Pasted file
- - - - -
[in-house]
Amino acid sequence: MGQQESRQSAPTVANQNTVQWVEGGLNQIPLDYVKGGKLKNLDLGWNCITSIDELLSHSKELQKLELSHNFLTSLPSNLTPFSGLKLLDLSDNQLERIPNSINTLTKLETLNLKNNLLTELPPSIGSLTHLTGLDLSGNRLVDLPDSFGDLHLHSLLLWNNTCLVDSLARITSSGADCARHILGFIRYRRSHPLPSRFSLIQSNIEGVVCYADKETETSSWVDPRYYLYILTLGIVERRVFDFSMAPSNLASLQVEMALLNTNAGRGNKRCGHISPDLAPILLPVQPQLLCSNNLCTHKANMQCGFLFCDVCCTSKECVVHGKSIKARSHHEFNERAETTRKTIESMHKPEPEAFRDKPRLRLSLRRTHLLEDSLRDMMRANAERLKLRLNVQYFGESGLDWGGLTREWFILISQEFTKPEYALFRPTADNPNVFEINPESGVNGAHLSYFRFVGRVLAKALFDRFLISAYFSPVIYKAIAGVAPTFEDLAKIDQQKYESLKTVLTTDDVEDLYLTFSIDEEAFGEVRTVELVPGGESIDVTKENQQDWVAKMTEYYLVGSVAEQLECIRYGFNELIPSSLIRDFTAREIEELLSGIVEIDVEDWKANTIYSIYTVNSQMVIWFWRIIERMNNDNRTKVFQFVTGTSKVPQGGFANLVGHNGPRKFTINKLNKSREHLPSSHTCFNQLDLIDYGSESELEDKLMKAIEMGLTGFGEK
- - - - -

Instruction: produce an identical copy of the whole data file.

[in-house]
Amino acid sequence: MGQQESRQSAPTVANQNTVQWVEGGLNQIPLDYVKGGKLKNLDLGWNCITSIDELLSHSKELQKLELSHNFLTSLPSNLTPFSGLKLLDLSDNQLERIPNSINTLTKLETLNLKNNLLTELPPSIGSLTHLTGLDLSGNRLVDLPDSFGDLHLHSLLLWNNTCLVDSLARITSSGADCARHILGFIRYRRSHPLPSRFSLIQSNIEGVVCYADKETETSSWVDPRYYLYILTLGIVERRVFDFSMAPSNLASLQVEMALLNTNAGRGNKRCGHISPDLAPILLPVQPQLLCSNNLCTHKANMQCGFLFCDVCCTSKECVVHGKSIKARSHHEFNERAETTRKTIESMHKPEPEAFRDKPRLRLSLRRTHLLEDSLRDMMRANAERLKLRLNVQYFGESGLDWGGLTREWFILISQEFTKPEYALFRPTADNPNVFEINPESGVNGAHLSYFRFVGRVLAKALFDRFLISAYFSPVIYKAIAGVAPTFEDLAKIDQQKYESLKTVLTTDDVEDLYLTFSIDEEAFGEVRTVELVPGGESIDVTKENQQDWVAKMTEYYLVGSVAEQLECIRYGFNELIPSSLIRDFTAREIEELLSGIVEIDVEDWKANTIYSIYTVNSQMVIWFWRIIERMNNDNRTKVFQFVTGTSKVPQGGFANLVGHNGPRKFTINKLNKSREHLPSSHTCFNQLDLIDYGSESELEDKLMKAIEMGLTGFGEK